From “China may finally be slowing” by Daniel Melser and Sherman Chan, Moody’s Economy.com, 16 October, 2007:
After nearly three years of accelerating growth – to a high of 11.9% last quarter – the tipping point looks to have been reached and growth is expected to moderate slightly. Moody’s Economy.com sees China’s GDP expanding 11.4% in the third quarter, with a reduced stimulus from trade and higher prices cutting into retail spending. Trade data for the September quarter were strong; the trade surplus rose 50% year-over-year. This is not quite as powerful as in the second quarter, when the trade surplus rose an incredible 75% from the same period a year earlier. This will be the primary reason for a slight slowing in GDP growth. Whoever takes the reins at the central bank [after the Party Congress] will almost certainly continue to raise interest rates and tighten reserve requirements. With growth strong and inflation continuing to run wild, there is every reason to continue tightening monetary policy. But efforts must also focus on the bank’s meager deposit rate, currently just 3.87%. The slack yield on deposits has driven funds into the stock and property markets, creating perhaps China’s largest problem: asset price bubbles.
From “PBOC raises RRR for 8th time” by Jun Ma, Deutsche Bank greater China chief economist, October 15, 2007:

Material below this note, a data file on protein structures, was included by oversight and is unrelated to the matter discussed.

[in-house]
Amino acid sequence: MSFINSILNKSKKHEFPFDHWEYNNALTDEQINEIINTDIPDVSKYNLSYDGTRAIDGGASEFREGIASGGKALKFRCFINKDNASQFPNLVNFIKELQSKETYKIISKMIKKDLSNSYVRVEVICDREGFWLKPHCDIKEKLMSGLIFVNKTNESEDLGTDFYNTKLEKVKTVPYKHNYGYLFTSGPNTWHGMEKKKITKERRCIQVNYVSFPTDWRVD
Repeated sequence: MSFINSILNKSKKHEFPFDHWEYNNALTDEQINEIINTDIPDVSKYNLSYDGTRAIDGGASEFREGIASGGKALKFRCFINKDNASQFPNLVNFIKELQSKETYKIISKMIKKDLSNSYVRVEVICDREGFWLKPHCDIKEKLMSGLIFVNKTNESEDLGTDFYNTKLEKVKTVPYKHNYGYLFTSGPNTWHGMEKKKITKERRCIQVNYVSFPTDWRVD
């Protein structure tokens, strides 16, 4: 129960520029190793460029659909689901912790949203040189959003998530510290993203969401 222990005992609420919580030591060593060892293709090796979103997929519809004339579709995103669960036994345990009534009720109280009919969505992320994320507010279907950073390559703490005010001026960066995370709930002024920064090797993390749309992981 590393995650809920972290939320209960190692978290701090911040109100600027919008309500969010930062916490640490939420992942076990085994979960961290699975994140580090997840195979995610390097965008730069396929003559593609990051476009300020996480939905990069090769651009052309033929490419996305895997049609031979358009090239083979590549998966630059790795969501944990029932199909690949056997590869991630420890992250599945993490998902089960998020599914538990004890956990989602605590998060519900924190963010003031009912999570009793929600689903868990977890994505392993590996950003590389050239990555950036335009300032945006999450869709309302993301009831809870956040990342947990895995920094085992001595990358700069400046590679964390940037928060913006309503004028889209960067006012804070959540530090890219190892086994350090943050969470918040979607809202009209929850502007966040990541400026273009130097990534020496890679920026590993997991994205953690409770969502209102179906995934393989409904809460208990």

The reserve requirement ratio (RRR) will be raised by another 0.5% effective October 25. This is the eighth increase this year, which will bring the RRR to 13%. This move reflects sustained pressure for mopping up liquidity from the banking system. In addition, despite the deceleration in export growth in recent months, the trade balance remained at a stubbornly high US$24 billion in September. Echoing these challenges, the most recent quarterly report of PBOC’s monetary policy committee indicated that the monetary authorities should “appropriately strengthen policy adjustment.” We read these messages as suggesting one or two more increases in RRR and another rate hike of 27 basis points this year.
From “Hong Kong: Keep them coming” by Sean Yokota, UBS economist, October 8, 2007:
How much impact do mainland tourists have on Hong Kong’s economy? Have we already seen the best? If we compare to experiences in Korea and Taiwan, mainland residents still have a lot more travelling to do. China’s GDP per capita today is much lower compared to the neighboring countries when their travel growth peaked. Outbound travel in the neighboring countries peaked when GDP per capita was around US$5,000 and US$6,000. China’s real GDP per capita in 2000 prices was US$1,600 in 2006. The peak appears years away. Second, the [mainland] individual visitor scheme does not apply to all mainland residents. It is implemented in 44 mainland cities, and the Hong Kong Tourism Board estimates that it applies to 220 million mainland residents. Millions still have difficulties travelling abroad. As these restrictions ease, departure growth should steadily increase.